Marital Torts

I’m late (as usual) to the Amazon affair, but I enjoyed Paul Krugman’s celebration of Jeff Bezos as “a hero of democracy, a profile in moral courage.” This is a guy who just cheated on his wife.

Compare Bezos to Intel ex-CEO Brian Krzanich, who was ousted after a consensual relationship with an employee. It reminds me of an old Robin Hanson post that asks why the law punishes rape (even “gentle silent rape”) far more than it punishes cuckoldry. Prof. Hanson was run through the wringer for this question, mostly because the ambiguity of “gentle silent rape” invites a lot of willful misinterpretation.

A relationship between a CEO and a subordinate may be the closest approximation I can think of to “gentle silent rape.” Gentle, because there is no physical force; silent, because it is kept secret; rape, because after #MeToo we no longer consider women to be capable of consent — particularly if there’s a power imbalance.

Many of the #MeToo accusations involved this sort of inappropriate-but-nonviolent affair, and the accused parties were invariably deposed. On the other hand, Jeff Bezos cuckolded one of his company’s largest shareholders (Washington is a community property state, so what’s his is hers) and faces no job risk at all.

Prof. Hanson is correct in stating that *criminal* law, and society in general, allow adultery to go unpunished, but the same is not true of civil law. There are countless media articles enumerating all of Harvey Weinstein’s alleged victims, and they all neglect the biggest victim of all — his wife. While most of Weinstein’s accusers sold their silence for less than a million (or a movie salary worth less than such), the woman formerly known as Mrs. Weinstein will walk away with $15-20 million and custody of the kids.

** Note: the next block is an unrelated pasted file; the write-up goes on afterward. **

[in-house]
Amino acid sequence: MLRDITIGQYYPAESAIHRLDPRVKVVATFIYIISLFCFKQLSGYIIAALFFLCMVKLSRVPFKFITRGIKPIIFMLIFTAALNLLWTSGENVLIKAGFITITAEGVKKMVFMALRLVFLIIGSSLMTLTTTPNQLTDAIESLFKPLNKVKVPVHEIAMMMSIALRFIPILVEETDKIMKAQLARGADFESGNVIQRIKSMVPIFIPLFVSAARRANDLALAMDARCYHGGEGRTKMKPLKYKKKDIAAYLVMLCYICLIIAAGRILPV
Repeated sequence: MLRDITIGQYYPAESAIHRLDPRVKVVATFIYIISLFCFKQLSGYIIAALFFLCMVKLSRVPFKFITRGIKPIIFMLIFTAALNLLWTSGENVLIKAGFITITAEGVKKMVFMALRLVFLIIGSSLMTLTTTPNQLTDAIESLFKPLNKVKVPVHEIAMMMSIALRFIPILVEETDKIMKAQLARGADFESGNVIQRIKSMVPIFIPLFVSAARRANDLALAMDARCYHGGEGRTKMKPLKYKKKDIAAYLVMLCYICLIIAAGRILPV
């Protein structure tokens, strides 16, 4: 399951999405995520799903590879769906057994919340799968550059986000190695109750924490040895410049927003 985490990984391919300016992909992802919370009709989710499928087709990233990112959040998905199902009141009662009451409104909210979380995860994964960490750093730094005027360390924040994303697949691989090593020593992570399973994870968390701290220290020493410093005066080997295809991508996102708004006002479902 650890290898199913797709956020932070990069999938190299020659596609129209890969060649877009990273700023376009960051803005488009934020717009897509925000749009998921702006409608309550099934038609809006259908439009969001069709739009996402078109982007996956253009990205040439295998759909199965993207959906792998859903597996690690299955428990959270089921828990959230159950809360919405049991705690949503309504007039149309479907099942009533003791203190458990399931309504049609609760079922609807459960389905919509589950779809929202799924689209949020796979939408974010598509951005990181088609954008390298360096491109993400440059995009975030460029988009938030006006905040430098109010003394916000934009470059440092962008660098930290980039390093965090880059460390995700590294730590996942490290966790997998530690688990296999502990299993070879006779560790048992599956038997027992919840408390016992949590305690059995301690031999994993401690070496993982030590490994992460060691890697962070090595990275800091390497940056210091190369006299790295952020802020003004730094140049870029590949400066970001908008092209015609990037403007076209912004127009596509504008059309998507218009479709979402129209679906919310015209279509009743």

Wall Street now has something known as the “Weinstein clause”, where M&A targets have to disclose any allegations of inappropriate behavior — If misconduct is discovered later, it could hurt shareholder value. It’s dumb because the definition of “misconduct” changes every year.

Cuckoldry used to be considered misconduct. Until last century, most states recognized the torts of alienation of affection and criminal conversation. In theory, a wife has some property interest in her husband’s fidelity and vice versa. Therefore a mistress that steals the husband’s affection is violating the wife’s property rights. In 1998, Bill Clinton’s accusers were trailer trash and gold diggers, and Hillary the victim. Today, those same women are survivors, and Hillary the evil enabler.

In theory, Mackenzie Bezos could file a claim against Lauren Sanchez for being a homewrecker, and Sanchez’s husband could sue Jeff Bezos for diddling his wife. More likely, we’ll realize that Lauren Sanchez is the real victim here — poor thing was coerced into the affair, by the prospect of billions and billions of dollars.


See Also:
H. Hunter Bruton. The Questionable Constitutionality of Curtailing Cuckolding: Alienation-of-Affection and Criminal-Conversation Torts. Duke Law Journal, 2016.

2 thoughts on “Marital Torts

  1. Your example of gentle silent rape is worth a chuckle with respect to the woman’s inability in the Me too environment to consent in a power relationship, but Hanson’s example was a woman who was drugged with no physical harm and no memory.

    1. Hmmm, reading his post again, I think the intention was to minimize physical trauma, but can see how that example might be taken the wrong way…

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